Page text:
Grating Beeswax
Grating beeswax for making solid perfumes
Ceramic Casseroles
Ceramic casseroles for solid perfume making.

The highlight of my week as Ayala's student was the solid perfume workshop. Using beeswax, jojoba oil, and essences we were encouraged to close our eyes and transport ourselves to a place that really represents ourselves and where we feel most alive, inspired, safe etc., a place that we would want to capture and carry with us always. For me that place is Mayne Island, a gulf island close to Vancouver Island. Briar roses, sun-baked blackberries, spruce, pine, broom and salty ocean air are the aromas that are closest to my heart. Using notes of Rosa rugosa, lavender absolute, vanilla absolute, wild frankincense, and ylang-yang I created a fragrance that reminds me of my home away from home and that smells just a little bit vintage-esque because of the frankincense. I named it Marion after my great grandmother who helped build my family's cottage on Mayne Island. It was a meditative but somewhat nerve-wracking experience because of how much a subtle change in the amount of each essence and even the slightest variations of notes can change the entire fragrance. The process of creating the solid perfumes felt similar to cooking and is definitely something I would like to explore for my own enjoyment in the future.

Labradorite Poison Ring
Solid perfume in a vintage poison ring 

Overall what I would say about Ayala's classes are that they are intensive, artistic and scientific, and very hands-on. These are not classes where you will simply sit, read, and memorize. Every one of your senses will be involved while taking her classes. Perfumery is a rich and complex subject and there is always a lot to learn. Ayala has been practicing perfumery for years and years and as she says, even she is learning on a regular basis. In my opinion, the mark of a good teacher is to be able to take a fairly complicated subject and to be able to explain it in easy to understand terms. As Albert Einstein said, "If you can't explain it to a six year old, you don't understand it yourself.". I learned a lot from my couple of hours as Ayala's student even without a base of knowledge to reference.

Truly, perfumery is an art-form that should be further explored and celebrated. It is an incredible form of expression even for those who perhaps don't necessarily want to pursue it as a career. Not only will you develop a new creative skill and outlet but you will become more aware of the aromas and environment around you. I, for example, will never look at a tuberose the same away again after meeting and talking with Ayala about it (such a mesmerizing, multifaceted flower). I encourage anyone who has an interest in aromatherapy or perfume to take one of Ayala's courses, such as her Orientals week-long course from September 30th to October 4th 2013. Registration for this course closes Friday, August 30th at 12 noon PST.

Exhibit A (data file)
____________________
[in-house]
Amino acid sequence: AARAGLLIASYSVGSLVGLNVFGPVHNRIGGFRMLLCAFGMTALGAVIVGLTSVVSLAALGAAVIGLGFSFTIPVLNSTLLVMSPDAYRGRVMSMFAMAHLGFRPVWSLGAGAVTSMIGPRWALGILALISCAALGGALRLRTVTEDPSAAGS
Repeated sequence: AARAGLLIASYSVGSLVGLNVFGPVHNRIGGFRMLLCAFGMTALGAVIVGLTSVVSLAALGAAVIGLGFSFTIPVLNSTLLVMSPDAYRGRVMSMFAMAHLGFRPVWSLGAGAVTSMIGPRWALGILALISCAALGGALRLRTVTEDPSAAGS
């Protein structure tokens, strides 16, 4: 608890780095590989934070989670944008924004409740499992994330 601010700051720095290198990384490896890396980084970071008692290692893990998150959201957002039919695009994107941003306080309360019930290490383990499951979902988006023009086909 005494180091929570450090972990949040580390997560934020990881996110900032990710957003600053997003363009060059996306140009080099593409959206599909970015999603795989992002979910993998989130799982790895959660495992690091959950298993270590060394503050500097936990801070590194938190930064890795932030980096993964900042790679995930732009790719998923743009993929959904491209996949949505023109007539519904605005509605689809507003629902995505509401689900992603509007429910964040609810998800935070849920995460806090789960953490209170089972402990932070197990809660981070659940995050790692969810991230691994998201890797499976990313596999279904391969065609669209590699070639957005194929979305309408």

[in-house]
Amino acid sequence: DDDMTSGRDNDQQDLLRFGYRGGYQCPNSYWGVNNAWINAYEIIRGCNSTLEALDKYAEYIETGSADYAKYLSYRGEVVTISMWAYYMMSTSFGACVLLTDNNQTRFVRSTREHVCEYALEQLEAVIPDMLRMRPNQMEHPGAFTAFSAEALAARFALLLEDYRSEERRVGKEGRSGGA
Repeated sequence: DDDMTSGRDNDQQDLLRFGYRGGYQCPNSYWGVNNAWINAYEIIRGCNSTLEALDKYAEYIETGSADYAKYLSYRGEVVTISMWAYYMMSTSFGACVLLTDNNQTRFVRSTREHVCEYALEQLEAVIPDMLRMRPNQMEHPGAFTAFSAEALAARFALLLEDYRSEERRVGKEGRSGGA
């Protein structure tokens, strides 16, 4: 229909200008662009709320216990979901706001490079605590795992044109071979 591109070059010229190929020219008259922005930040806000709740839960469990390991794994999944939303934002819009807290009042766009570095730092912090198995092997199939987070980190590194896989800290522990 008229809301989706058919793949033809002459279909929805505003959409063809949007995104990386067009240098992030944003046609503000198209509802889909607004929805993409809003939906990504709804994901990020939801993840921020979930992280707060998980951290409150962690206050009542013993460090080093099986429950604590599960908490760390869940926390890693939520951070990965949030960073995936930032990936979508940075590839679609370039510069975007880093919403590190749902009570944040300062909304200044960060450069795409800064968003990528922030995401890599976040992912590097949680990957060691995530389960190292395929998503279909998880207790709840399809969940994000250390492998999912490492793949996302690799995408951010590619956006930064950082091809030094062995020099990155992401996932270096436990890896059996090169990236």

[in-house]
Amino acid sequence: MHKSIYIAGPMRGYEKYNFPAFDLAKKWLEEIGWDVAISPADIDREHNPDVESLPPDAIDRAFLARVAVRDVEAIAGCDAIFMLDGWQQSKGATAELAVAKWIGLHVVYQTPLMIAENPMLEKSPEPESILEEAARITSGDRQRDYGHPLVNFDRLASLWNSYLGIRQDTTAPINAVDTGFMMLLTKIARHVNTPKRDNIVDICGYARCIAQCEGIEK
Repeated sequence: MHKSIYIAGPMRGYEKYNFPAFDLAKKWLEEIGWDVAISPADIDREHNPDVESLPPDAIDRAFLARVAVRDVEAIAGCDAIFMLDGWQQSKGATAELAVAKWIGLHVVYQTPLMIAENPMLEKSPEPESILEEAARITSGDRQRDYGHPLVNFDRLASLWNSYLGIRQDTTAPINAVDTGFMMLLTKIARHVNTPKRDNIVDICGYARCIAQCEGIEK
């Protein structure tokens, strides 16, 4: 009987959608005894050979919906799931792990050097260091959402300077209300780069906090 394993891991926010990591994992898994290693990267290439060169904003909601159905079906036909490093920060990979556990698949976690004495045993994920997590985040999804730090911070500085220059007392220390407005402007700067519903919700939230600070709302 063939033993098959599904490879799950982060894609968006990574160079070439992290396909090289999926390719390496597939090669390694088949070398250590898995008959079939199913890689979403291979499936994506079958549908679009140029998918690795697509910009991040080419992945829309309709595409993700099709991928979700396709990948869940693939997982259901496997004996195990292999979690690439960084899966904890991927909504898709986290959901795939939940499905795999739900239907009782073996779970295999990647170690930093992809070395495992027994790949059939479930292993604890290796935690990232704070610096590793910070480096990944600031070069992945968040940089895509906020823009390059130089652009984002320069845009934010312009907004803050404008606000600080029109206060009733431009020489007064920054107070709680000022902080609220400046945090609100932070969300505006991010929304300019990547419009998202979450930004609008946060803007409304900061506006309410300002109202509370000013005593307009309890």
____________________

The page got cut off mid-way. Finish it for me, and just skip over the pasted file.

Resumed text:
Fragrant Decade: Ten Trends that Marked 2000-2009

The decade opening the third millennium, although hasn’t attained a universally accepted name, was certainly a fragrant one. With the releases of well over 5,000 perfumes (an average of over 500 fragrances each year, according to Basenotes.net), and the rise of many new niche perfume houses, it certainly gives consumers and fragrance aficionados a lot to choose from. We all know that quantity does not guarantee, and often undermines quality. Thankfully, in the past decade we have witnessed some trends that counterbalance quantity with quality and originality, and a few other interesting trends that prove that consumers can finally receive what they ask for and rightfully deserve.

So let’s examine the ten most important trends and influences in the fragrance world in this past decade.

Visit The Examiner to read the remaining of this article.

Ayala's 2006 Interview on PerfumeCritic.com

Due to popular demand, and the fact that this interview was erased along with all the previous material on PerfumeCritic.com, I am posting here the original interview, which took place November 8th, 2006, and was published December 5th on PerfumeCritic.com.

Marlen Harrison: How's it goin?
Ayala Sender:Hello Marlen, how are you?
MH: Good lord this day has FLOWN by! How bout you? Productive day?
AS:Yes, seems like I got a lot done already!
MH: Good 4 u!
AS: How about yourself? How is your day "off" going?
MH: ....doesn't feel much like a day off unfortunately, none of them ever do....ah well! But productive nonetheless! Trying to schedule trips to NYC, Tokyo and then Paris...
AS: I thought so, but glad to hear it's productive! Kudos on the fabulous team of writers you recruited from around the world, a little traveling seems in place!
MH: Yeah, but on a PhD student's budget, it's not easy. So Ayala, what's new for Ayala Moriel perfumes this season?
AS: At the end of November we released a new perfume, Razala - my first perfume to include ambergris (beach harvested), and also other incredibly rich essences of oudh, saffron, myrrh, orange blossom, rose, tuberose and jasmine. This is an Arabian inspired perfume (Razala is my Arabic nickname).
MH: Wow! That sounds amazing Ayala. Can't wait to try that one as I've recently become a saffron convert and have always loved the warmth of ambergris. I was looking at your webpage - AyalaMoriel.com...And I noticed Film Noir! Now that sounds incredible to me. Tell me more about that one and how on earth did you think of combining those specific notes?
AS: Film Noir will be released officially only later into the winter. I can't say I am the first one to combine patchouli and chocolate though! Angel and Borneo have done that before me... This is an example for a perfume that was inspired by materials, rather than a concept. The name was added to complement it later, as it fit the darkness.
MH: Tell me more about being inspired by materials.
AS: I was playing with different distillations of patchouli, and was inspired to create a patchouli-themed scent that will make the patchouli feel really warm and cozy, and make the wearer experience patchouli from a different point of view. The idea of using the chocolate and the myrrh came from my work on a few ideas for "love potions". Roses and Chocolate was the first thing that came to mind, but it's a very challenging combination. I would have never thought I would pair chocolate and myrrh, but one olfactory thought lead to the other, and here I am with Film Noir!